Giles Fraser, a well-known UK C of E cleric who was previously canon chancellor of St Paul’s Cathedral, has an “Ask a Grown up” column in the Guardian. OK, I can’t resist the side quip, a chap who likes to dress up in a dress and encourage the rest of us to believe in his imaginary friend is deemed a “grown-up”? Actually I’m not being fair, he does have some basic decency and principles, and does think for himself, that is why he is no longer canon chancellor of St Paul’s. The story there goes back to October 2011 when Occupy London based their protest outside St Paul’s. Fraser, as cannon at the time, said that he was happy for people to “exercise their right to protest peacefully” outside the cathedral. However the powers that be in the Cathedral did not agree and wanted to use force to remove the protesters, so he quit. Many salute him for taking that stance, and rightly so, it marks him out as a decent human being.
Anyway, the question tossed to him today comes from eight-year-old Grace, and is, as highlighted by the title … “if God created everything, who created God?”
Does he answer it? Alas no, but I do find that while he does retain his stance that there is a God, he exercises a degree of honesty that you do not often find …
Christians say God does not have a beginning or an end. I find it hard to understand this. But it’s a bit like asking what there was before the universe was created. …. Another way of understanding this is to say there isn’t a scientific explanation. What I believe is that God is love, and love is the most powerful thing in the whole universe. It tells us that whatever happens, however bad things can seem, love is always there at the bottom of things. I may be wrong about this, but I really hope I am not.
He states the position of believers, “God always was”, but is honest enough to also observe that he does not really understand, then goes on to also observe that there is no science behind this claim. What then comes is a descent into sentimentality, and the thought that he hopes he is right, but is honest enough to acknowledge that he might not be.
The question itself is of course a key philosophical question that cuts directly to the heart of the matter. You might challenge a believer with “but why do you actually believe, what evidence do you have that there is a God?“. A rather common reply is some flavour of the design argument, “Well who started the big bang?“, or “Look around you, it must have all come from somewhere“, and so the answer is “God did it“. Funny thing about that is the way in which the God that did it always turns out to be the God concept embraced by the claimant, all other God concepts are rejected.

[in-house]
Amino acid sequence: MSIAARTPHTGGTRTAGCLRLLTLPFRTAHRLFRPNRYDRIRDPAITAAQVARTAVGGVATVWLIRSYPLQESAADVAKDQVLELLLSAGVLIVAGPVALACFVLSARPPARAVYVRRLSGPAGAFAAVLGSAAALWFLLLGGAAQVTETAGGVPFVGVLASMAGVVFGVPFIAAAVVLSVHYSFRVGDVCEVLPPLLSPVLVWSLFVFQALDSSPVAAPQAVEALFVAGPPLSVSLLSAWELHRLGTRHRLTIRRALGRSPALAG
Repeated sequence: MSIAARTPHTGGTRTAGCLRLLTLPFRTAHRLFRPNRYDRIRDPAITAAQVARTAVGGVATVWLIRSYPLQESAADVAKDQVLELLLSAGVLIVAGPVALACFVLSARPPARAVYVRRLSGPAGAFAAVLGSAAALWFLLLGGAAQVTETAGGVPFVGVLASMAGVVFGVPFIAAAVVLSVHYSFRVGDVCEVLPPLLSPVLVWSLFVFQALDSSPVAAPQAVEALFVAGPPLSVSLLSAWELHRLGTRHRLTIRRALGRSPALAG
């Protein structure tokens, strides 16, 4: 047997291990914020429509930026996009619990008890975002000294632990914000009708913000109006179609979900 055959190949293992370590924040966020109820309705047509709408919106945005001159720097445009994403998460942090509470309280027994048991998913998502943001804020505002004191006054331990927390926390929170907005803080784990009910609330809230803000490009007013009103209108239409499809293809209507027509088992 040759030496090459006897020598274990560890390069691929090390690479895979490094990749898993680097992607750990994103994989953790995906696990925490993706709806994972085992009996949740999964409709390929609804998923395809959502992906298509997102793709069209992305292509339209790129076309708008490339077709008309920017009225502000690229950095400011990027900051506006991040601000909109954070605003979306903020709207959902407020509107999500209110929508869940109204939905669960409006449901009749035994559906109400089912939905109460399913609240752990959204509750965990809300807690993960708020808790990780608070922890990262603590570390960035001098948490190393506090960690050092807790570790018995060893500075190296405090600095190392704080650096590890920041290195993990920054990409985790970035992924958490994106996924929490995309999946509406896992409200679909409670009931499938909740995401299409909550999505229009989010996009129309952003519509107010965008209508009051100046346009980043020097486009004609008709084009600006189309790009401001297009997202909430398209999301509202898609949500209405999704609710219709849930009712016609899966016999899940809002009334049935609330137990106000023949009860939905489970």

So what exactly is wrong with this answer? Two observations …
- It is an answer that is based upon exactly zero evidence
- It is in fact a non-answer, all that it does is to add an additional layer of complexity.
Who created the Universe? God did it. Ah but who created God? Oh God always was.
The core assumption is that there is a rule that everything has to have a cause, but there is no evidence that this is actually true. Then, as a first cause, there is claimed to be a supernatural entity that does not conform to this rule. Well, if everything has a cause, then what makes this made-up God concept an exception?
When faced with things that we simply do not comprehend, the most honest answer is “I don’t know”, making stuff up does not yield a solution, it simply adds layers of pointless complexity and also stifles our curiosity. It is this same curiosity that drives our motivation to find out the things that are really true and can be verified with evidence, so stifling this with made-up answers will only delay finding the correct answer.
As for the question, “Who created God?”, the answer is that we did as a way to try and gasp meaning and understanding.
As for Mr Fraser, I suspect he will end up becoming one of those C of E bishops who does not actually believe any of the supernatural claims.